On our way to Victoria Peak Calvin gives us some history about Hong Kong, it's British roots and the changes since the handover. We learn that the one child policy is not effective in HK and that they still have alternate form of governments – they call it a one government, two rule system. The property prices and taxes in HK are very low, making it a very appealing place for expats. The max income tax is 15%, and that is for people that make millions.
Hong Kong is the financial hub of the country, but is quickly being gained on by Shanghai. Currently BofA, HSBC, AIG and JP Morgan all have headquarters there, among others. There is also no sales tax in HK, but there are very extreme luxury taxes on items such as booze, cars and cigarettes. The tax for an automobile is more than 40% making it very hard for people to own, leading to a much better public transportation systems and cleaner air. Gas also runs about $13US per gallon.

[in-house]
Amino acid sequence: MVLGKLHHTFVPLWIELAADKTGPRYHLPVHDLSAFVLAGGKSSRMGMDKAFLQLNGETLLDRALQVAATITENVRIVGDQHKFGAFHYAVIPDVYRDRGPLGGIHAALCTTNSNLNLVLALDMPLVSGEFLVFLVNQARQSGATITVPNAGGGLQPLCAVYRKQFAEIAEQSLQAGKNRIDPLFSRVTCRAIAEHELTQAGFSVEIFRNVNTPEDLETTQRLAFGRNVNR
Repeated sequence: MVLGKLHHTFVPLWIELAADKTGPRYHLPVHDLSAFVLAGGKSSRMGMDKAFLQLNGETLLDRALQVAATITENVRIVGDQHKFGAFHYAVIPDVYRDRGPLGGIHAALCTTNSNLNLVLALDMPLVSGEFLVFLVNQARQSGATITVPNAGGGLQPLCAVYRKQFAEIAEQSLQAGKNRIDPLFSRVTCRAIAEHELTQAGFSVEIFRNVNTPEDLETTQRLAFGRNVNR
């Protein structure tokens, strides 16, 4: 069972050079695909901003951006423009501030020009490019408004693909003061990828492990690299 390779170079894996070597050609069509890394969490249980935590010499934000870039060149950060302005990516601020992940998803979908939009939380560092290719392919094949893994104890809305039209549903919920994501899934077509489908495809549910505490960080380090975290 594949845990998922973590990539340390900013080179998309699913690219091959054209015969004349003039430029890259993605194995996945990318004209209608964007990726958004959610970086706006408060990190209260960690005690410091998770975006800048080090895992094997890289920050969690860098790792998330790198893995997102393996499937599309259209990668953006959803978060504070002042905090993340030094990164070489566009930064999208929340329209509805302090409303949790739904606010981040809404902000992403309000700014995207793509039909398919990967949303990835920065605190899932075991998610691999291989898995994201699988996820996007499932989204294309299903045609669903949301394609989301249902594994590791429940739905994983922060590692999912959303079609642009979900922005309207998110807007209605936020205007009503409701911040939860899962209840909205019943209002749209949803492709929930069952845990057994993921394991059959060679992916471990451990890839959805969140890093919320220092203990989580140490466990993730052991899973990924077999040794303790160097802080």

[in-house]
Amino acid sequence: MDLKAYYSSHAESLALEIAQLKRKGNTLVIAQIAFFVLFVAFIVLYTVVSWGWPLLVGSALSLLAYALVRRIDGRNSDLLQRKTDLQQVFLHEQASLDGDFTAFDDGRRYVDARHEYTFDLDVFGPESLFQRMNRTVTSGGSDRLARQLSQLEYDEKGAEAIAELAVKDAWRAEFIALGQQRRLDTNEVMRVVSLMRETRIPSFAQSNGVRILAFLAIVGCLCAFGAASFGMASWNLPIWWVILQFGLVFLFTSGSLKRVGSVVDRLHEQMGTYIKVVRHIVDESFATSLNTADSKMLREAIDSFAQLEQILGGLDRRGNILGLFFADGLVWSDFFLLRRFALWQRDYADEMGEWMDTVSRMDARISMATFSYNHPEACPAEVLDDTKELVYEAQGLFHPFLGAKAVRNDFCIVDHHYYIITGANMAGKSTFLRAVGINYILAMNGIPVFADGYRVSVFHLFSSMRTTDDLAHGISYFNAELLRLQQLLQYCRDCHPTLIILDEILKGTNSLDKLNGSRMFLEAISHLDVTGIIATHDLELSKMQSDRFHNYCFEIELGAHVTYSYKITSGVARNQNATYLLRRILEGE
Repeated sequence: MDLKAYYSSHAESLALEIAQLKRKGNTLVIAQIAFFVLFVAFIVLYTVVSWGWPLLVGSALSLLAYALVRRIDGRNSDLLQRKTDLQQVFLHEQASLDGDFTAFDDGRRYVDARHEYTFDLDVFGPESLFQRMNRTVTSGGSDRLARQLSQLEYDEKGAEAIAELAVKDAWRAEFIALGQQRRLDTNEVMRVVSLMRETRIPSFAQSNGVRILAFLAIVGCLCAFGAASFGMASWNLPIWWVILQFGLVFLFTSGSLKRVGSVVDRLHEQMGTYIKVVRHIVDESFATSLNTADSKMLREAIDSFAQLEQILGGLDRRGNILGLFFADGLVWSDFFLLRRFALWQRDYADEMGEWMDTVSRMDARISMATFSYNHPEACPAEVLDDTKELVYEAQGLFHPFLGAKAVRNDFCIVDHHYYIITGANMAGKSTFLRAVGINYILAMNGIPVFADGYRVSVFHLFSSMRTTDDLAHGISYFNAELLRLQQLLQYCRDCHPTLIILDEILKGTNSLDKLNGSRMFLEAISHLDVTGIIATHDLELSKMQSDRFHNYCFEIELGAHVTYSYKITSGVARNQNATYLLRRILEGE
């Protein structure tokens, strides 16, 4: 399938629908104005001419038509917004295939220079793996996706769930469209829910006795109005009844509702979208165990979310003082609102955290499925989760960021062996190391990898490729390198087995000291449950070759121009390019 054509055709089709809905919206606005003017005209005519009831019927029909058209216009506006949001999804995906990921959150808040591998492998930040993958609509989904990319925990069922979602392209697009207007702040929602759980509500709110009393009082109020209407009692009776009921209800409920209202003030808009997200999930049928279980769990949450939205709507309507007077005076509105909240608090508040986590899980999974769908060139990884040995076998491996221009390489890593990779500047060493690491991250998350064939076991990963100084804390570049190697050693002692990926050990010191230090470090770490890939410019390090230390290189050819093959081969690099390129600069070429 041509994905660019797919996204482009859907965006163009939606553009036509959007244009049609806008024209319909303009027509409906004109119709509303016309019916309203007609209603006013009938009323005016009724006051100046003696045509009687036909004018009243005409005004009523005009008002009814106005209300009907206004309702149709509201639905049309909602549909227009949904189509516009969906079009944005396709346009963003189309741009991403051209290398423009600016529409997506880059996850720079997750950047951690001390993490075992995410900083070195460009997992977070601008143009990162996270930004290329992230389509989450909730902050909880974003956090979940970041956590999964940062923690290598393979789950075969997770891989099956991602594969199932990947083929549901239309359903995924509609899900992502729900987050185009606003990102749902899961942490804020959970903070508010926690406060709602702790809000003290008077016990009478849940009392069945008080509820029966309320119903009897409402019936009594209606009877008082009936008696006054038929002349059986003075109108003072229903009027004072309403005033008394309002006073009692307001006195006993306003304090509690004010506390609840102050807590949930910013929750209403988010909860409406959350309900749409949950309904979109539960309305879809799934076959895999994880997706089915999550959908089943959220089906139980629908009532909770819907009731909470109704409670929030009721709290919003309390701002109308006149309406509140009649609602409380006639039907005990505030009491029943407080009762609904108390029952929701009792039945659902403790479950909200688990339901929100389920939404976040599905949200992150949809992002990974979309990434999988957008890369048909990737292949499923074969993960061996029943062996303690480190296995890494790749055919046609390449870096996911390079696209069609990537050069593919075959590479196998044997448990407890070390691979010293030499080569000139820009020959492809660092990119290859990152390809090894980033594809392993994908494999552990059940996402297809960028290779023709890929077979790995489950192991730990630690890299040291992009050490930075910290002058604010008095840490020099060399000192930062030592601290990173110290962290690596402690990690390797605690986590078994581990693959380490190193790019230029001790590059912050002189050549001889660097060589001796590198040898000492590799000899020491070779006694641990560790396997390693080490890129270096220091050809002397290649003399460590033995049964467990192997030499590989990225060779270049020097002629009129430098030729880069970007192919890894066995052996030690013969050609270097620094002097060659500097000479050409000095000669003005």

Calvin tells us that a 20 year mortgage on $200kUS runs about $800US per month, as the interest rate is about 2% and there is no real estate tax. There are no pension plans offered by the companies in HK but because the income tax is so low, it's easy to sock money away into plans.
Victoria Peak gives us a bird’s eye view of the entire city and the quay. It's nestled up in the mountain in a lush forest area. HK is surrounded by parks, with 100's of acres dedicated as city parks – it's really quite incredible. We head next for Aberdeen harbor where we take a boat tour and see the world's largest floating restaurant and are able to take some photos of the fishing boats.
Afterwards we make a quick stop at Stanley Beach and Market where we have a few moments to stick our toes in the South China Sea. In the evening we head across the harbor and watch a laser light show before doing more wandering in the night market. The area is packed full of people but is much more multi-cultural than all the other areas we've visited.